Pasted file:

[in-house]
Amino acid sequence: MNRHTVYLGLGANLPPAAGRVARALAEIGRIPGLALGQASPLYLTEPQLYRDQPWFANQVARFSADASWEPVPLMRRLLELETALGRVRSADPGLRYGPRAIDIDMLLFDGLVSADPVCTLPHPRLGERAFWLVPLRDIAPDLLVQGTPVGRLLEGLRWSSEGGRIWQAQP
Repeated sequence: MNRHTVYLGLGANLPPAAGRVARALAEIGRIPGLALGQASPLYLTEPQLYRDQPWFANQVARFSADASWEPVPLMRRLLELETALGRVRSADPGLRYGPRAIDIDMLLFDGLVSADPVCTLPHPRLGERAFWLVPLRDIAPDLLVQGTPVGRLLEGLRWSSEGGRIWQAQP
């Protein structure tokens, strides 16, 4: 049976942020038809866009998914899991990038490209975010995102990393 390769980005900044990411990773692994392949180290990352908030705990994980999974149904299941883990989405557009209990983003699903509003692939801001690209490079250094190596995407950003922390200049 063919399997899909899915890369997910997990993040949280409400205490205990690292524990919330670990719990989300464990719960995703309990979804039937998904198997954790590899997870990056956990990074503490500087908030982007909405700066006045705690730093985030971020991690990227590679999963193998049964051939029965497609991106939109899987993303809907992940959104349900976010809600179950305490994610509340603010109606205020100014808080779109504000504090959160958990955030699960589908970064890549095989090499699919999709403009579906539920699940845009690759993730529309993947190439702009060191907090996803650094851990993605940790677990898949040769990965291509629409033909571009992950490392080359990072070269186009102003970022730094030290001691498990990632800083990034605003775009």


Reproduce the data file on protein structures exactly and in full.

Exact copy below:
[in-house]
Amino acid sequence: MNRHTVYLGLGANLPPAAGRVARALAEIGRIPGLALGQASPLYLTEPQLYRDQPWFANQVARFSADASWEPVPLMRRLLELETALGRVRSADPGLRYGPRAIDIDMLLFDGLVSADPVCTLPHPRLGERAFWLVPLRDIAPDLLVQGTPVGRLLEGLRWSSEGGRIWQAQP
Repeated sequence: MNRHTVYLGLGANLPPAAGRVARALAEIGRIPGLALGQASPLYLTEPQLYRDQPWFANQVARFSADASWEPVPLMRRLLELETALGRVRSADPGLRYGPRAIDIDMLLFDGLVSADPVCTLPHPRLGERAFWLVPLRDIAPDLLVQGTPVGRLLEGLRWSSEGGRIWQAQP
């Protein structure tokens, strides 16, 4: 049976942020038809866009998914899991990038490209975010995102990393 390769980005900044990411990773692994392949180290990352908030705990994980999974149904299941883990989405557009209990983003699903509003692939801001690209490079250094190596995407950003922390200049 063919399997899909899915890369997910997990993040949280409400205490205990690292524990919330670990719990989300464990719960995703309990979804039937998904198997954790590899997870990056956990990074503490500087908030982007909405700066006045705690730093985030971020991690990227590679999963193998049964051939029965497609991106939109899987993303809907992940959104349900976010809600179950305490994610509340603010109606205020100014808080779109504000504090959160958990955030699960589908970064890549095989090499699919999709403009579906539920699940845009690759993730529309993947190439702009060191907090996803650094851990993605940790677990898949040769990965291509629409033909571009992950490392080359990072070269186009102003970022730094030290001691498990990632800083990034605003775009």